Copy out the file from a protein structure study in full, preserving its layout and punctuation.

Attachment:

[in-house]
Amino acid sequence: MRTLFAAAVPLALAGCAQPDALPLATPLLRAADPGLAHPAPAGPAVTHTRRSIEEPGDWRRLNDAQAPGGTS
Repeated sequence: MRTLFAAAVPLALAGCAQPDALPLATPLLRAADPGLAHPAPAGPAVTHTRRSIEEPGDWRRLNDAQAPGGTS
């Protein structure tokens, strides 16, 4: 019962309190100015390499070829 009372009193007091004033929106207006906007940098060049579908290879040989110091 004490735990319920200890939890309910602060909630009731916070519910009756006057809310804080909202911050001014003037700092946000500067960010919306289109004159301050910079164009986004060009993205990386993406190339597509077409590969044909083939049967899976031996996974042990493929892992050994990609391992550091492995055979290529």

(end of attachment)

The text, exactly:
[in-house]
Amino acid sequence: MRTLFAAAVPLALAGCAQPDALPLATPLLRAADPGLAHPAPAGPAVTHTRRSIEEPGDWRRLNDAQAPGGTS
Repeated sequence: MRTLFAAAVPLALAGCAQPDALPLATPLLRAADPGLAHPAPAGPAVTHTRRSIEEPGDWRRLNDAQAPGGTS
């Protein structure tokens, strides 16, 4: 019962309190100015390499070829 009372009193007091004033929106207006906007940098060049579908290879040989110091 004490735990319920200890939890309910602060909630009731916070519910009756006057809310804080909202911050001014003037700092946000500067960010919306289109004159301050910079164009986004060009993205990386993406190339597509077409590969044909083939049967899976031996996974042990493929892992050994990609391992550091492995055979290529």